House Budget Resolution FY 2018

Earlier today, the U.S. House of Representatives passed a Budget Resolution for Fiscal Year (FY) 2018, (H.Con.Res.71), by a vote of 219-206. Contained within the House Budget Resolution are policy proposals and spending cuts that, if left unchanged, could negatively impact retirement benefits and contribution amounts for current and/or future Border Patrol Agents.

Also today, the Senate Budget Committee passed its own version of a Budget Resolution for FY 2018. The Senate Budget Resolution does NOT contain policy or spending proposals that would negatively affect BPA retirement benefits or contribution amounts.

Today’s vote was expected by the NBPC, as it marks only one of the first steps in a very long and complex legislative process. The current budget resolution process is far from over and the NBPC will be working with lawmakers to reject the House Budget retirement cuts and instead adopt the Senate version as Congress works to put together a final, joint budget resolution. We expect these actions and votes to come in the near future.

Even IF the House and Senate both pass a joint budget resolution that contains retirement cuts, this will only trigger a different and new process known as "budget reconciliation." The budget reconciliation process contains numerous procedural steps and hurdles in Congress, and ultimately it will require President Trump’s signature for passage.

As always, the NBPC is closely monitoring all developments in Congress and we continue to aggressively advocate for BPAs on Capitol Hill. We will provide additional updates as the matter progresses.

2017 Executive Board Election Update

August 30, 2017

Dear Members of Local 2366,

As you may know, the 2017 election for Local 2366’s executive board began earlier this month, set to end on September 14, 2017.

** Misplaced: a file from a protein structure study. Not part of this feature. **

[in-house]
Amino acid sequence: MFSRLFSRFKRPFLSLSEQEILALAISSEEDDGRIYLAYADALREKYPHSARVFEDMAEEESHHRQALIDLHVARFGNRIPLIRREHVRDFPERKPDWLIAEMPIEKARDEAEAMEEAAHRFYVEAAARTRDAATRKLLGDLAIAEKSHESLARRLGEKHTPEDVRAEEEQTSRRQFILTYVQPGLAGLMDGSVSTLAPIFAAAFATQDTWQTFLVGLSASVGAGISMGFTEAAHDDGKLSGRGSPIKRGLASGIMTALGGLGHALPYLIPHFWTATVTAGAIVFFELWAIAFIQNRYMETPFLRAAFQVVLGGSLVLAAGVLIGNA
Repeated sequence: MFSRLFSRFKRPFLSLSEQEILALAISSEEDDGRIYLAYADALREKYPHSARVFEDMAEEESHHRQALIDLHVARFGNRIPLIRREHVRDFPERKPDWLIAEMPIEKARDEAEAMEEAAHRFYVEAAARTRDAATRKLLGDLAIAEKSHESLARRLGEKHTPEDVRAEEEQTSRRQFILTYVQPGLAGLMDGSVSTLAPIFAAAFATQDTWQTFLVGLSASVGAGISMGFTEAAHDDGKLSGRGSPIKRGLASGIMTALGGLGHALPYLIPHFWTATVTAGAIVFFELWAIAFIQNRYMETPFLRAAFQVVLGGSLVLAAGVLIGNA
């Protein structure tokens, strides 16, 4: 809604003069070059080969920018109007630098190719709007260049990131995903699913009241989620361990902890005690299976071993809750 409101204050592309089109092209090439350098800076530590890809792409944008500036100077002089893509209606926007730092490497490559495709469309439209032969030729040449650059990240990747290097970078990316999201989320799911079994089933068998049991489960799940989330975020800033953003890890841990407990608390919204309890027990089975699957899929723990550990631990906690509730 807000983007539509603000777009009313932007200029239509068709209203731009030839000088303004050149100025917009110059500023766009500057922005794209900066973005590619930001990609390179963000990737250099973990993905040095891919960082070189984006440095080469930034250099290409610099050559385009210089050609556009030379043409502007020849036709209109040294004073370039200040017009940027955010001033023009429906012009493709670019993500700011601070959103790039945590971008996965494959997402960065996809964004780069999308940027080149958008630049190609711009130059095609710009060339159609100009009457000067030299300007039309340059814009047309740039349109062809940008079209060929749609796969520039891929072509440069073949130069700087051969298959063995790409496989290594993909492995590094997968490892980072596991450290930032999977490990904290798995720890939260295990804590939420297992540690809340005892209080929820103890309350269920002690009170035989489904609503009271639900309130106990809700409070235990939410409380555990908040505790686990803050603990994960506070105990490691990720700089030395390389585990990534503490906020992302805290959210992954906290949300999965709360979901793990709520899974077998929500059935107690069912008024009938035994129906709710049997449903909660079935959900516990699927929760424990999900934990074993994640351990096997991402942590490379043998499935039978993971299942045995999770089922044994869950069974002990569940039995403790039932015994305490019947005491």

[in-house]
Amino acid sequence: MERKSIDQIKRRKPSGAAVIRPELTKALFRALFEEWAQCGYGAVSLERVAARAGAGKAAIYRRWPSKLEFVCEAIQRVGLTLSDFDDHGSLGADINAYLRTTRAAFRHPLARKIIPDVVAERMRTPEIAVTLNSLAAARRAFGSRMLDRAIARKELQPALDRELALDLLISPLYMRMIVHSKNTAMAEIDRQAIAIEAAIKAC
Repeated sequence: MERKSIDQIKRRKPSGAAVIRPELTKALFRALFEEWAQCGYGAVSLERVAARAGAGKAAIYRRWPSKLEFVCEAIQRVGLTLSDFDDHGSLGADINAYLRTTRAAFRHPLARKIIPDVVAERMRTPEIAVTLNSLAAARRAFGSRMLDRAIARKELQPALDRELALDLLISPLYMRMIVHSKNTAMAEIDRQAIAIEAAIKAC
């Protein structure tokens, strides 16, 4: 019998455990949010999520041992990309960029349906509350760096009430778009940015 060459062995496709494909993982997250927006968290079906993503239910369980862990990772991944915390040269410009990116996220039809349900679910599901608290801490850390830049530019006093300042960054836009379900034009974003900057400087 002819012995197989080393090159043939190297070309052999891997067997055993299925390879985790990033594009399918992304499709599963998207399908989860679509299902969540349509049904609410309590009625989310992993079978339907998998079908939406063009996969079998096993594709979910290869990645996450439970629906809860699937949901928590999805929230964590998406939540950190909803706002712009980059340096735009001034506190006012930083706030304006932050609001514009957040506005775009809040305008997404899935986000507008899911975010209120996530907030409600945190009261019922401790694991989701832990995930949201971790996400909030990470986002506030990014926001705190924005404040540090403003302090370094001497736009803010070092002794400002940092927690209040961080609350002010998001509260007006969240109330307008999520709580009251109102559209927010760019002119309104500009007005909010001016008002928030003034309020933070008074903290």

A member raised a concern regarding the manner in which members were required to submit their ballots. Because our members live across a large area of Del Rio Sector and beyond, it can be difficult for members to vote; we do not have mailing addresses for many members and some are unable to visit a single polling station far from their home or station. To address these difficulties, the election committee allowed members to vote electronically, via mailed ballot, or via ballots distributed in mail drawers at stations. However, in order to ensure people did not vote twice, we required voters to include their names on the ballots. In our attempt to permit the greatest number of people to vote, we overlooked a rule within AFGE’s constitution which requires us to use secret ballots.

After consultation with AFGE, the election committee and AFGE have decided it is best to cancel the current election and run a new election, set to run in the near future on a date that is yet to be determined. Therefore, members are hereby notified that the current election is canceled. All ballots received – and those received by the election committee in the coming days – will remain unopened and will be secured and turned over to AFGE.

Since federal union elections can be rather complicated, AFGE will supervise the new election to ensure that all candidates’ concerns are addressed and to make sure we run an election which is above reproach.

We apologize for the inconvenience and will post information about the new election as soon as the election committee sorts out the details with AFGE.

Sincerely,

Local 2366 Election Committee

Help support a fellow agent

Click on the image below to learn more information about how you can participate in a bike ride in the Hill Country on October 21, 2017. Proceeds will go towards the medical bills for an agent's daughter who recently experienced a tragic accident.

Operational Mobility MOU has been signed

The Union and the Agency have entered into a MOU regarding Operational Mobility. This new MOU supersedes the Voluntary Relocation Program (VRP). This new agreement will meet the needs of the members better than any previous mobility agreement as it protects seniority, while also allowing junior employees to be considered for positions that they would have otherwise been ineligible for.

Some of the points include:

  • Employees must have a minimum of 3-years in service
  • Employees cannot have received a funded relocation within the past four (4) years.
  • Employees who are approved a reassignment under this MOU will be ineligible for reassignment to a new duty location under this or any other relocation program for a period of four (4) years, unless the relocation is for a promotion to a higher grade or positions outside of the bargaining unit.
  • Relocations will be announced at a minimum of twice annually contingent on funding; however the Agency may offer additional relocations.
  • The Agency will attempt to first fill vacancies under this MOU prior to filling vacancies under a re-hire program.